Faccio et al. (2006) refer as the effect of positive abnormal returns to stock acquirers of unlisted
targets. Finally, I compliment my ﬁndings with the results of a questionnaire sent to Finnish
venture capital investors, and intellectual property professionals worldwide. The design and
results of the questionnaire are presented in Appendix C.
Before proceeding with theory, methodology, and results, it is worthwhile deﬁning some im-
portant terms concerning patenting.
An assignee is a legal (person or non-person) entity to which the title to the intellectual
property included in a patent is transferred.
In the patent literature, and in the literature studying patents, citations refer to references
in more recent patents to the patent in question. For instance, if I’m granted a patent,
and then someone needs to utilize the solution documented in my patent to come up with
a new patentable technological solution, they will then refer to my patent in their patent
application. That reference will then, from the standpoint of my patent, be a citation.
1 Ofﬁcer (2007) studies the owners’ need of cash as an explanation for the acquisition discount. My research
problem relates also to the lack of information on the buyers’ side, and mitigation thereof.
An infringement is the conduct of a breach of contract, law, right, or similar. The in-
fringement of a patent right includes the utilization of the protected technology without
the consent of the assignee (or inventor if he has no successor in title).
An inventor is the person (or persons), who invented the technology included in the patent.
According to the European Patent Convention (EPC), Art. 60, the right to a patent belongs
to the inventor or his successor in title (assignee). An inventor may relinquish the title to
the patent, but he will always have the right to be mentioned before the European Patent
Jurisdiction in general refers to the practical authority granted to a formally constituted
legal body to administer justice in a given area of responsibility. In the context of patents,
a jurisdiction refers to a patent ofﬁce.
A knowledge stock includes all the knowledge assets in possession of the ﬁrm (measured
in patents, or citation-weighted patents, accumulated R&D-expenses, etc).
The conduct of a lawsuit is called litigation.
A patent is a set of exclusive rights granted by a jurisdiction to an inventor or an assignee
for a limited period of time in exchange for the public disclosure of an invention. Patent
applications are generally made public 18 months after they have been ﬁled. Moreover,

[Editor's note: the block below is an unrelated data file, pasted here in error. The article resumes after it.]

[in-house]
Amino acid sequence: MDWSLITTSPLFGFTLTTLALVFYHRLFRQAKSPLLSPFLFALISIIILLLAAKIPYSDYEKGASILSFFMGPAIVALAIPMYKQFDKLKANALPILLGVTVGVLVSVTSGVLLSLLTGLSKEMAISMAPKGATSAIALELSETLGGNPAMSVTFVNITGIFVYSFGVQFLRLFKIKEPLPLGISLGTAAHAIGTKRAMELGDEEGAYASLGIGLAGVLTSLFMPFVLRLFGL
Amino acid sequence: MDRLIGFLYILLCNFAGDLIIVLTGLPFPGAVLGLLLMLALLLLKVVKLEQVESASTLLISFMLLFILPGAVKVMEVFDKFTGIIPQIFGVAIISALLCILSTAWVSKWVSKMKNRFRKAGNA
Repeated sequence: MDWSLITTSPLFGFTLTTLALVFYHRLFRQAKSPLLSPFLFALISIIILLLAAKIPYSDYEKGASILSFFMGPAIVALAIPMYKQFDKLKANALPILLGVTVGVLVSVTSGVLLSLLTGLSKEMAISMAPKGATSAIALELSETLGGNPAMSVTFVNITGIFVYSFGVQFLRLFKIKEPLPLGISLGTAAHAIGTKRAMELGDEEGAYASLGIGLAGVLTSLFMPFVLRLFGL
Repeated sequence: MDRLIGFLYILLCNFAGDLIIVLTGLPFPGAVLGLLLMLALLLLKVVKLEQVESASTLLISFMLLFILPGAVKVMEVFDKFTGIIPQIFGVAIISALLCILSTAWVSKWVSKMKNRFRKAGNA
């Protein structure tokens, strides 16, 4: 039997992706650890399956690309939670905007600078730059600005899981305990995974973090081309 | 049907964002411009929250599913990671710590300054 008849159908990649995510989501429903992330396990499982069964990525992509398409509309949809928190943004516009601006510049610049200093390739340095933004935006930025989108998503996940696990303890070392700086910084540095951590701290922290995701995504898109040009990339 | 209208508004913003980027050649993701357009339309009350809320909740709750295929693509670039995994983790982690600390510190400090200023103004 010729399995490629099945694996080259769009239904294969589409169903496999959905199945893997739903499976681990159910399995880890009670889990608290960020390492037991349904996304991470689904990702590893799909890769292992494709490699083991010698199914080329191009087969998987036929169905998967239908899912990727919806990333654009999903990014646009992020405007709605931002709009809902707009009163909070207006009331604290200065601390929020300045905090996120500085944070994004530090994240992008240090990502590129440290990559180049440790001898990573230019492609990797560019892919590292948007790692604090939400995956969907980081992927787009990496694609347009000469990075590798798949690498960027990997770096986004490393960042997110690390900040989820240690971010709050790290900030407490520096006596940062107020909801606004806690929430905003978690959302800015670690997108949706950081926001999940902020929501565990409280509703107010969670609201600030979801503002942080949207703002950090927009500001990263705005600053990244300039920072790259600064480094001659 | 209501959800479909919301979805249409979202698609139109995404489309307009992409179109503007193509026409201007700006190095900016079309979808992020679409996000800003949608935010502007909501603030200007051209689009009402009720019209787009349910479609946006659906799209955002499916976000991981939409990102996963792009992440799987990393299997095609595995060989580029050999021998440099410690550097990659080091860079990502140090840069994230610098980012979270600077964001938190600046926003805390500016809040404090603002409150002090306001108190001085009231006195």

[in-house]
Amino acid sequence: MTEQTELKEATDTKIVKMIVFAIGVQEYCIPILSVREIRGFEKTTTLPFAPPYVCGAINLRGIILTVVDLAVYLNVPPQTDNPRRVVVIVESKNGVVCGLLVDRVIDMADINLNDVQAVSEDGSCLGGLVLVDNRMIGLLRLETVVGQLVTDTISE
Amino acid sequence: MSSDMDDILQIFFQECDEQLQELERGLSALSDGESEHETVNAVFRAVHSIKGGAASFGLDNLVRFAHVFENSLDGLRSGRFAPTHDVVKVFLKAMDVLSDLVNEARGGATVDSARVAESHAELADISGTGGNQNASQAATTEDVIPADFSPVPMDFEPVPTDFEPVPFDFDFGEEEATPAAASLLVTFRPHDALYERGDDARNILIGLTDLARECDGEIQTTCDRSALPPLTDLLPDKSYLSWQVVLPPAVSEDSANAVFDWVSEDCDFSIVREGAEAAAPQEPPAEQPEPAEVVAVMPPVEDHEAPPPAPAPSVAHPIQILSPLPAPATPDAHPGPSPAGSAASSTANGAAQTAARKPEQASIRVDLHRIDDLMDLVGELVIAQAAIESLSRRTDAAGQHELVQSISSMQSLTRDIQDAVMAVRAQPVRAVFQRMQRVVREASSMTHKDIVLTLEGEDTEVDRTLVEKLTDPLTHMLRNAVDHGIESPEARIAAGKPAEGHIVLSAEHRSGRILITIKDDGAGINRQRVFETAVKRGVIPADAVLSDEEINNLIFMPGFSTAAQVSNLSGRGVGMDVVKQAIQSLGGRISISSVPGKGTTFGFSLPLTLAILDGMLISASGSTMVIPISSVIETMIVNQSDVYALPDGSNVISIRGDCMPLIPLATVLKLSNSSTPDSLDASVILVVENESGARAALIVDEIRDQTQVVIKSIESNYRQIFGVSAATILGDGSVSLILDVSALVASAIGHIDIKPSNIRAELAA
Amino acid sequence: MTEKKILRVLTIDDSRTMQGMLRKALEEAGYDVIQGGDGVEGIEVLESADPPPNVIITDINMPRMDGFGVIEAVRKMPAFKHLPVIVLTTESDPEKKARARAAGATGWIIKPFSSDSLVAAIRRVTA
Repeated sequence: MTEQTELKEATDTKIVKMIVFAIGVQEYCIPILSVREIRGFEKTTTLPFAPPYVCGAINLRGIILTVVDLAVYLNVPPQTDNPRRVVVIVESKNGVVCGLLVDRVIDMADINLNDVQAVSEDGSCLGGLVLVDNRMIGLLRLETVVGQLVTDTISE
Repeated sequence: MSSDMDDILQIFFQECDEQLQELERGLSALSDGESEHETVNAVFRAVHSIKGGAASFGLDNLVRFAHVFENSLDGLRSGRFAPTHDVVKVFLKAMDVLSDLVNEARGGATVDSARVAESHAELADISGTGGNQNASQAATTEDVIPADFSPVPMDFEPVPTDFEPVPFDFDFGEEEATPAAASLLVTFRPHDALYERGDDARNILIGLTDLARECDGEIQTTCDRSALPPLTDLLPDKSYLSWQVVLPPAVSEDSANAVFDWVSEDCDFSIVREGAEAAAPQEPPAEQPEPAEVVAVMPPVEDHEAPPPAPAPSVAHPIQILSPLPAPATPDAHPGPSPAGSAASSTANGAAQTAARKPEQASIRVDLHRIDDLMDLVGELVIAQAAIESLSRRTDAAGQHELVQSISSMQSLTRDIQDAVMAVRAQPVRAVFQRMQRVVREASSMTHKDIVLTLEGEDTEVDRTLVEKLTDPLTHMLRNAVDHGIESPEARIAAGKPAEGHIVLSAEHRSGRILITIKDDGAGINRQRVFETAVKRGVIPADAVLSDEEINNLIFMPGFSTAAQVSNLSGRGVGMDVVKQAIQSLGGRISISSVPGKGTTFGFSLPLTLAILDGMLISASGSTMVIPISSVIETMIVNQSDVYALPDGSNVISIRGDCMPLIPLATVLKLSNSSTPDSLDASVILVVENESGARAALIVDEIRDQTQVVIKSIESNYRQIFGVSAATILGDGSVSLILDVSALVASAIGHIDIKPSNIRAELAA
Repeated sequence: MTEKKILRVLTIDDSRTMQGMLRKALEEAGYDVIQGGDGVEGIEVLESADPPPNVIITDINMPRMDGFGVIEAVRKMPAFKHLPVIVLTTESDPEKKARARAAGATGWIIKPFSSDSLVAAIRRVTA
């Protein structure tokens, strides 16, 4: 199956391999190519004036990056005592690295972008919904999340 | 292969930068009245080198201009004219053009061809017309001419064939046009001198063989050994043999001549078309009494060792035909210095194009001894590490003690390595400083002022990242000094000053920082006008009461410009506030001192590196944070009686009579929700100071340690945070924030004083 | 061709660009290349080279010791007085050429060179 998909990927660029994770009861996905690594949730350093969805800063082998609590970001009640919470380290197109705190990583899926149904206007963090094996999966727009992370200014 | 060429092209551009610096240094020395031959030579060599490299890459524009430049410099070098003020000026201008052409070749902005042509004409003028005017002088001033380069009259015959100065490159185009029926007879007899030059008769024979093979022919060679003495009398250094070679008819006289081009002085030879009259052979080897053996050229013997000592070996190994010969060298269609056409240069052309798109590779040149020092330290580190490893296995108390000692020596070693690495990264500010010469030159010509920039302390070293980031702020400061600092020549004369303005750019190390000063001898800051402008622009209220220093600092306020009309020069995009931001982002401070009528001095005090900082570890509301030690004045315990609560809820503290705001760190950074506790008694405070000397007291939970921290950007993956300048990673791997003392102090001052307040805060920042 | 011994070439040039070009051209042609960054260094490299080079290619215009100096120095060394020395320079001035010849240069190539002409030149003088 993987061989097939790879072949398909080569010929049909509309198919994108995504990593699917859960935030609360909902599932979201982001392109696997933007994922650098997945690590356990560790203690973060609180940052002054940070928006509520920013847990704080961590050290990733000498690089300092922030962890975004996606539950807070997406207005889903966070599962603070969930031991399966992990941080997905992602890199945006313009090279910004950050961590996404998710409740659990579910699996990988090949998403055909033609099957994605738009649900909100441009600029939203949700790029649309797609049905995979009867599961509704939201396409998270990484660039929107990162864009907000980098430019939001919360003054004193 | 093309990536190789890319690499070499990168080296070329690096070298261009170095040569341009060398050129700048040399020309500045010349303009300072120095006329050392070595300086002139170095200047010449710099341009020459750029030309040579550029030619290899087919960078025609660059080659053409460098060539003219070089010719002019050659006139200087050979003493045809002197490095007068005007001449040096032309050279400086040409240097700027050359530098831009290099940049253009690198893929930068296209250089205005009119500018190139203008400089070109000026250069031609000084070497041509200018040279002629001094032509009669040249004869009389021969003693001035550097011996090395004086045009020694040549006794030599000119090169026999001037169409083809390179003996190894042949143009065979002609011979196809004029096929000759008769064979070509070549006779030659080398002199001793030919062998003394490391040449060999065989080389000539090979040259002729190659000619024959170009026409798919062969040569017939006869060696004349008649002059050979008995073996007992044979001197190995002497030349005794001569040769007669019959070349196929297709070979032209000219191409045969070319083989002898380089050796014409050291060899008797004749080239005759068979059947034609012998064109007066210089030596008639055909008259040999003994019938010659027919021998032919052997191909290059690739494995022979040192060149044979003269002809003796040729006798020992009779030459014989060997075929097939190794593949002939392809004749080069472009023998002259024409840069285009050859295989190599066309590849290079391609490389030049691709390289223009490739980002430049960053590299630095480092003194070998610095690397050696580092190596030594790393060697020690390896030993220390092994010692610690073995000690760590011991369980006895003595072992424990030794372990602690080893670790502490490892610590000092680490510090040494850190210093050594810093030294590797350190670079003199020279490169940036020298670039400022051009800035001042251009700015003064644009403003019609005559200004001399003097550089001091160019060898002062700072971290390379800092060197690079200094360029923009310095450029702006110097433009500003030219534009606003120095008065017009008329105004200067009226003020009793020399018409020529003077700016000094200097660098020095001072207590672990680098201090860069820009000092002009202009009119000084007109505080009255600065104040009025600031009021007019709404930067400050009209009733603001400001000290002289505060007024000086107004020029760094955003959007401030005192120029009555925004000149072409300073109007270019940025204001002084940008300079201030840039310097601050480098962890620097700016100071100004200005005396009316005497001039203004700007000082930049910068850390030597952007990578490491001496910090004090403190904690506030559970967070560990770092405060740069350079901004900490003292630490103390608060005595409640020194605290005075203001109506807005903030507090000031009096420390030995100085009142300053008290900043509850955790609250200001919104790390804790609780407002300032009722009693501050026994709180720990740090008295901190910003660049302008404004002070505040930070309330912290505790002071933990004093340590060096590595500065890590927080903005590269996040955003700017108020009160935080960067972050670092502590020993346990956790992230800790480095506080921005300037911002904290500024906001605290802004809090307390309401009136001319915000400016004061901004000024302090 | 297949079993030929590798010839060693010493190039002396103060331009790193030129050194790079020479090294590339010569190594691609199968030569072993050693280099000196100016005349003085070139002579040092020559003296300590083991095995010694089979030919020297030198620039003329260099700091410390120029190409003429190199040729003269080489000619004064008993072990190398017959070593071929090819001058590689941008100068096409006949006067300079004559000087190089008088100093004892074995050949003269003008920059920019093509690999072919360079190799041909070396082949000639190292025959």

in the European legal context, if two parties try to patent the same invention, the one who
applies for the patent ﬁrst is considered to have title to all the rights vested in the patent.
A patent family includes all the patents protecting the same (not similar, but exactly the
same) technologies in different jurisdictions. For instance, if a technology is protected
by a patent in Europe, the US, and Japan, the patents protecting that technology in those
jurisdictions form a patent family.
INPADOC patent family
Utilized in the European Patent Ofﬁce (EPO) databases, the INPADOC patent family is an
extension of the usual patent family. More speciﬁcally, the INPADOC family includes all
patents linked directly or indirectly by a priority document. Also, the INPADOC family
includes all publications relating to one patent in one jurisdiction as separate members of
An industry in which raw materials are reﬁned in a series of stages. Examples include oil
reﬁning, food processing, etc.
1.5. Main ﬁndings
One of the most novel results in this thesis is the fact that the acquisition discount of un-
listed targets documented by Ofﬁcer (2007) prevails over a sample of European ﬁrms, and
more importantly, that this discount is both statistically and economically signiﬁcantly larger in
technology-intensive industries. Moreover, I ﬁnd that the discount is fueled by both the need
for liquidity by target owners and the asymmetry in information between target and acquirer
owners. Furthermore, my results indicate that the number of patents assigned to a ﬁrm have a
both economically and statistically signiﬁcant positive impact on the valuation of an unlisted
high-tech target amounting up to an average of $250, 000 per patent. Moreover, I ﬁnd that the